Servicio Meteorológico Nacional (SMN), Mexico’s national weather service is forecasting heavy rain today in Chiapas, Mexico, home to the 2,400-MW Manuel Moreno Torres hydroelectric facility at the Chicoasen Dam, the largest hydropower plant in the country.
But so far, there are no reports of any unusual activity at the facility with regard to precipitation in the dam’s catchment as a result of Hurricane Patricia. Patricia is the Category 5-storm system SMN forecast to produce a total rainfall accumulation between 6 to 12 in.
Comision Federal de electricidad (CFE) owns Chicoasen Dam, which impounds the Grijalva River creating the Chicoasen Reservoir that has 1.3 million acre-feet of capacity.
Mexico is more reliant on hydropower than the U.S., but it does not have the developed infrastructure.
“The largest source of renewable power generation in Mexico is hydroelectric power,” according to the 2014 U.S. Energy Administration Information (EIA) analysis of Mexico. Mexico had 11,632 MW of hydro capacity in 2013, which accounted for 18% of the country’s total installed electrical capacity. Hydroelectricity supplied about 15% of Mexico’s electricity generation in 2014.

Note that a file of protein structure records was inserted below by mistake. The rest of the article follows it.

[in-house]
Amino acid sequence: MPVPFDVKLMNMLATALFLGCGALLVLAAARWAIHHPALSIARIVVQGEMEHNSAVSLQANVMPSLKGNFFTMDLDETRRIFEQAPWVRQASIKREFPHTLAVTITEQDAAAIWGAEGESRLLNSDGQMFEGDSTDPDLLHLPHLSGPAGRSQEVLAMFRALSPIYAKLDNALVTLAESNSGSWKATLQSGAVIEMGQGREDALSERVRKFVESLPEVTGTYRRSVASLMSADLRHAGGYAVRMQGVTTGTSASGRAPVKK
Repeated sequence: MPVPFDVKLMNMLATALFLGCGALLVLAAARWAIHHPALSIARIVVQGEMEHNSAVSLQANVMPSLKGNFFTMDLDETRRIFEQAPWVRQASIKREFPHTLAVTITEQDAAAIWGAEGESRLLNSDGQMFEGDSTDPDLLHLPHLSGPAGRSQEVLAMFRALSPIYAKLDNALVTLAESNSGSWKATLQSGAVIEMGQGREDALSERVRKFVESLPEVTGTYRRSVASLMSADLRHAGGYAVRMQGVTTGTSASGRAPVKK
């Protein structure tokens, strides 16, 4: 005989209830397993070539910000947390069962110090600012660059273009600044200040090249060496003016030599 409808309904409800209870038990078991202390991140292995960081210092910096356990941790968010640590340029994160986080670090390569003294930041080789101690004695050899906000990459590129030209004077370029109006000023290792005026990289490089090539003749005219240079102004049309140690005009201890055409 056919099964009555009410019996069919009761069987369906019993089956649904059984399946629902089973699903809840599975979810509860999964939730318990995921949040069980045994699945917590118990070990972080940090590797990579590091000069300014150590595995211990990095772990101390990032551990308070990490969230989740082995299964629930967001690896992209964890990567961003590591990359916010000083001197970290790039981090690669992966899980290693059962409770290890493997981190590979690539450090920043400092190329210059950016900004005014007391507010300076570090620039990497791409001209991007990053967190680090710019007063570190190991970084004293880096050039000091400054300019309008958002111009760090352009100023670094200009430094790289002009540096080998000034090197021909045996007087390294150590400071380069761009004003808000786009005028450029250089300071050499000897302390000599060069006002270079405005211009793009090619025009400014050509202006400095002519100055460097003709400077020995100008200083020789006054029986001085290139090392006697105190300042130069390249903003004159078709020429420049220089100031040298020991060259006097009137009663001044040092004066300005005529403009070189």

Another major hydroelectric project, the 750-MW La Yesca facility, was completed in November 2012. These larger hydroelectric projects are supplemented by smaller hydroelectric facilities (categorized as less than 30 MW each) that are being developed by both CFE and the private sector, according to EIA. The organization estimates 289 MW of smaller hydroelectric projects coming online by 2016.
Because it lacks the natural and economic resources both the U.S. and Canada have to develop hydropower on a larger scale, Mexico is not as reliant on hydroelectricity as its North American neighbors, according to EIA.